Posted by: Lisa Hill | December 6, 2008

A Separate Peace, by John Knowles, read by Matthew Modine

separate-peaceA Separate Peace by John Knowles is a  coming-of-age novel well-known in the USA which I discovered through The Mooksie and the Gripes.  I wasn’t able to source a copy of the book, but the Casey-Cardinia Library had an audio-book so old that it was on cassette.  There is now only one cassette player in our house, so I had to listened to it in my library while I read my email, attended to the bills and wrapped Xmas presents, which was probably not the best way to enjoy this remarkable book.  I’ve now mooched a copy because I think it’s worthy of attentive reading.


Set in a boys’ school called Devon just as WW2 is belatedly beginning for Americans, it’s the story of the intense relationship between two boys, Phineas (Finny) a gifted athlete and Gene, the most gifted scholar in the school.   A natural leader, Finny forms a ‘Super Suicide Society of the Summer Session’ with an induction ritual that involves jumping from a huge tree into the Devon River.  He has an insouciant air, a cheerful contempt for school rules, and a complete lack of interest in academic achievement.  It is not until their activities impact on Gene’s school performance and he fails a maths test, that he begins to question their relationship and comes to believe that Finny’s demands are deliberately planned out of jealousy to sabotage his academic achievements.  Quite why Gene’s impulse for revenge comes after this suspicion is revealed and Finny tells him that his carelessness about the need to study is simply because he thinks that study comes as naturally to Gene as sporting accomplishment comes naturally to him, is no doubt the subject of many a high school essay, but it has disastrous results   Gene feels intense shame when he contrasts his suspicions with Finny’s frank and open-hearted character and tries to confess, but Finny won’t hear it of it. 

The war is both remote and ever-present.  The boys watch the news-reels, and they are subject to shortages, and yet the war seems unreal and far away.  Finny chooses to deny its existence because his injury makes him unable to fight, and instead trains Gene to be the athlete that he could no longer be, for the 1944 Winter Olympics that never eventuated.  The boys help out with harvesting and snow-clearning because of labour shortages, but things at school seem much the same until  ‘Leper’ Lepellier joins up, and then deserts, making his way back to his old school in an effort to escape his demons.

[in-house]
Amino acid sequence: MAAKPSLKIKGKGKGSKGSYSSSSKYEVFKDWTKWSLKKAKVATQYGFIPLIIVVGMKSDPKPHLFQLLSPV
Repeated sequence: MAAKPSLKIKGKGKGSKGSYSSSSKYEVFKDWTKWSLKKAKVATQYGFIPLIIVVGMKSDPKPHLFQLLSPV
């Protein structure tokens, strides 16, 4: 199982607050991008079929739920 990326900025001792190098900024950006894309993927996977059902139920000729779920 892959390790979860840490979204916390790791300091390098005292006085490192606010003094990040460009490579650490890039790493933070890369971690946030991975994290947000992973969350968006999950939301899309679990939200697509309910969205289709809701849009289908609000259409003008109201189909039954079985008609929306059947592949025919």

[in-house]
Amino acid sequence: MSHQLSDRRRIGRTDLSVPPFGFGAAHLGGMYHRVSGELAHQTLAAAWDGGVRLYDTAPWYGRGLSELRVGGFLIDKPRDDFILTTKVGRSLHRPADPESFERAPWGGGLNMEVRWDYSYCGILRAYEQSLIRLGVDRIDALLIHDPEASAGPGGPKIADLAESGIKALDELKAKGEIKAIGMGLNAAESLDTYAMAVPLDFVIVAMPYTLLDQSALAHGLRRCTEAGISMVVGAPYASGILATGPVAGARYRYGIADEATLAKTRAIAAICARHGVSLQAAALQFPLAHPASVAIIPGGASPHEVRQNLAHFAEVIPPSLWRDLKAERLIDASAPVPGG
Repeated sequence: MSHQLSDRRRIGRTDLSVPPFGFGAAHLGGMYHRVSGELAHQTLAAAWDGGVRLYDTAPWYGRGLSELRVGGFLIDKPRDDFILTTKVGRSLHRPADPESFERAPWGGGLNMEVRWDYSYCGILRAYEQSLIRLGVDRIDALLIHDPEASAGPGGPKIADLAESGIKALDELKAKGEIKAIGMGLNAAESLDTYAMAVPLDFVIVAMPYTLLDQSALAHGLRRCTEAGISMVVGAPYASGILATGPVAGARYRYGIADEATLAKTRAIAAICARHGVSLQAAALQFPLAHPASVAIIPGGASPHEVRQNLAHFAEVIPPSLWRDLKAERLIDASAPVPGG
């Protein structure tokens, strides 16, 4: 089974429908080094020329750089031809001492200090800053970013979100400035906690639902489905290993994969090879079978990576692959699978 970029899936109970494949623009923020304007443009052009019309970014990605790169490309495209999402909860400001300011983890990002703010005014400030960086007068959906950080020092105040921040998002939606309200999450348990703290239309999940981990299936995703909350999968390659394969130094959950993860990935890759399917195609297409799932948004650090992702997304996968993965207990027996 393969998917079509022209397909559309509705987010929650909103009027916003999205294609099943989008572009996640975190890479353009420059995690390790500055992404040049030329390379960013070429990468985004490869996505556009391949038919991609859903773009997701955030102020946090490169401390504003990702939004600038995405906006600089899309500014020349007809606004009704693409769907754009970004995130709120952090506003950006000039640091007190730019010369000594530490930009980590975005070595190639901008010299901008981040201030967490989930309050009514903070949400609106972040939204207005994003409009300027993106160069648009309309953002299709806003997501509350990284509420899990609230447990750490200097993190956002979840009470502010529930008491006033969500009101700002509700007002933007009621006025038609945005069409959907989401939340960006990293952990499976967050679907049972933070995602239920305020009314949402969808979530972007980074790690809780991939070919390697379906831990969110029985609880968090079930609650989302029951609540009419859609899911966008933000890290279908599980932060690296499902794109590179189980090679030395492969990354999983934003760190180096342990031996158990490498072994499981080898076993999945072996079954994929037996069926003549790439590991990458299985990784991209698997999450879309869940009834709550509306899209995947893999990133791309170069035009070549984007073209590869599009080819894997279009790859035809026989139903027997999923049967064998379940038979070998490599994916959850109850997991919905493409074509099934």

Things fall apart when the innocence of the boys’ friendship is questioned by another boy, Brinker Hadley, in a sort of mock trial which inquires into how Finny came to fall from the tree. When ‘Leper’ Lepellier testifies as to what he saw, Gene’s treachery is revealed and Finny breaks his leg again as he runs from the room in distress.  The ‘separate peace’ he had so carelessly believed in is shattered, and not just by his death.

If I interpret Knowles correctly, his view of the causes of war is naive.  When Phineas says to Gene: “‘It was just some kind of blind impulse you had in the tree there . It wasn’t anything you really felt against me, it wasn’t some kind of hate you’ve felt all along. It wasn’t anything personal,”‘  Knowles implies that it is impersonal impulses which lead to violence, war, death, and conflict.   Gene reflects that “wars were not made by generations and their special stupidities, but that wars were made instead by something ignorant in the human heart,” but that is a child’s view of war (and Gene is supposedly narrating this tale when he is in his mid 30s).   The stupidity of the current Iraq War should not blind us to the reality that there are times, when the prosecution of war is a moral act, and the Second World War, fighting  Nazism, was one of these. 

Still, A Separate Peace is a powerful story, which deserves its place in the canon of American literature.


  1. Glad you liked it!

    By the way, I don’t think Knowles was a pacifist. I think he would say that some things are worth fighting for. The problem is that something silly caused that reason. For example, the holocaust was something that needed to be stopped. But what but ignorance or pettiness started the holocaust in the first place. We can go back to WWI for that, and many of the ridiculous land battles and identity theories that were going on. Those were the ignorant, petty reasons that made up something the world had to step in to stop. And who can say that Stalin was anything more than a big bully kid? Ah, the conflicts in the world. We cannot let the injustice prevail – so war is a necessity in several cases – but just imagine if the people who caused the injustice in the first place were more than just big power hungry little kids. There would be a lot less conflict in the world.


  2. Oh, I don’t know, Trevor…I agree that The Treaty of Versailles had a lot to do with German resentment, but I don’t think that the anti-Semitism given free rein by Hitler was caused by by WW1.
    Perhaps it depends on your view of human nature. Stalin and Hitler were monsters, but they were powerful because others agreed with them. The bully in the school yard has power because of the bystanders who do nothing…


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